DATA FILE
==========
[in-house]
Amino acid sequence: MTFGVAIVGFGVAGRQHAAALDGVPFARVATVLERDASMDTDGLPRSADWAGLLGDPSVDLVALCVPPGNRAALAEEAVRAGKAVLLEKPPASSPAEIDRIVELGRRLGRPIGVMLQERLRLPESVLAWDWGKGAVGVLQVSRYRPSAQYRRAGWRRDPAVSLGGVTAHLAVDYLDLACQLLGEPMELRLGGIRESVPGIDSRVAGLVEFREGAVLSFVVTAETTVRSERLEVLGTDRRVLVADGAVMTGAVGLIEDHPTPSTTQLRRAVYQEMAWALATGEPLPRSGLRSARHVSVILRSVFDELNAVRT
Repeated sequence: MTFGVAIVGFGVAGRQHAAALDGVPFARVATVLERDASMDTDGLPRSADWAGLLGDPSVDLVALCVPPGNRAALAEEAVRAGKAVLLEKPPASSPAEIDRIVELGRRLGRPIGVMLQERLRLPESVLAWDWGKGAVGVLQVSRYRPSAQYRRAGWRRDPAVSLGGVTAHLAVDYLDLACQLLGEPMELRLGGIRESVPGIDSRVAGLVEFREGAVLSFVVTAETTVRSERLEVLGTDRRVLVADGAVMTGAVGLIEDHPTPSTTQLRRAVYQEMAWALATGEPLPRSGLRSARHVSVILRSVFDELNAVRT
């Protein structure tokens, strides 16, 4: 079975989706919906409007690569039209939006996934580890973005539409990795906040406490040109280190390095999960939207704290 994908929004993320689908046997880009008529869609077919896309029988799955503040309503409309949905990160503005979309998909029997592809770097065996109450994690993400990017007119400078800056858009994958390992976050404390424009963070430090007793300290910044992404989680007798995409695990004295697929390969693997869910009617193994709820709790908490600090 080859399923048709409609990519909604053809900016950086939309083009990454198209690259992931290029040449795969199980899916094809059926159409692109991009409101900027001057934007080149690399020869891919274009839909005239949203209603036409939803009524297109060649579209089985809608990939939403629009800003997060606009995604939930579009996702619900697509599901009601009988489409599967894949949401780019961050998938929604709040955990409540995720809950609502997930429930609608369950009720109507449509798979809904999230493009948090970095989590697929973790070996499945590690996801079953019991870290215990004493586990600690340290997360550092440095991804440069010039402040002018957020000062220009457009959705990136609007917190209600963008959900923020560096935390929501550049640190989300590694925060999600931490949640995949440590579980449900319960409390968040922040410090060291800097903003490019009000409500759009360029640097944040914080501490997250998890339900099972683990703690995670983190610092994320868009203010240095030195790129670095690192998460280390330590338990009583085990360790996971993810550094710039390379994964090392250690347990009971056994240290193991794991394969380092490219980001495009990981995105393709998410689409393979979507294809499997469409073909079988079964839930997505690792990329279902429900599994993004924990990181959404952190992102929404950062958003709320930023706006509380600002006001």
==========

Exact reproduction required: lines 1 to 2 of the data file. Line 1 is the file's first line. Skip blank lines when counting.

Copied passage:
[in-house]
Amino acid sequence: MTFGVAIVGFGVAGRQHAAALDGVPFARVATVLERDASMDTDGLPRSADWAGLLGDPSVDLVALCVPPGNRAALAEEAVRAGKAVLLEKPPASSPAEIDRIVELGRRLGRPIGVMLQERLRLPESVLAWDWGKGAVGVLQVSRYRPSAQYRRAGWRRDPAVSLGGVTAHLAVDYLDLACQLLGEPMELRLGGIRESVPGIDSRVAGLVEFREGAVLSFVVTAETTVRSERLEVLGTDRRVLVADGAVMTGAVGLIEDHPTPSTTQLRRAVYQEMAWALATGEPLPRSGLRSARHVSVILRSVFDELNAVRT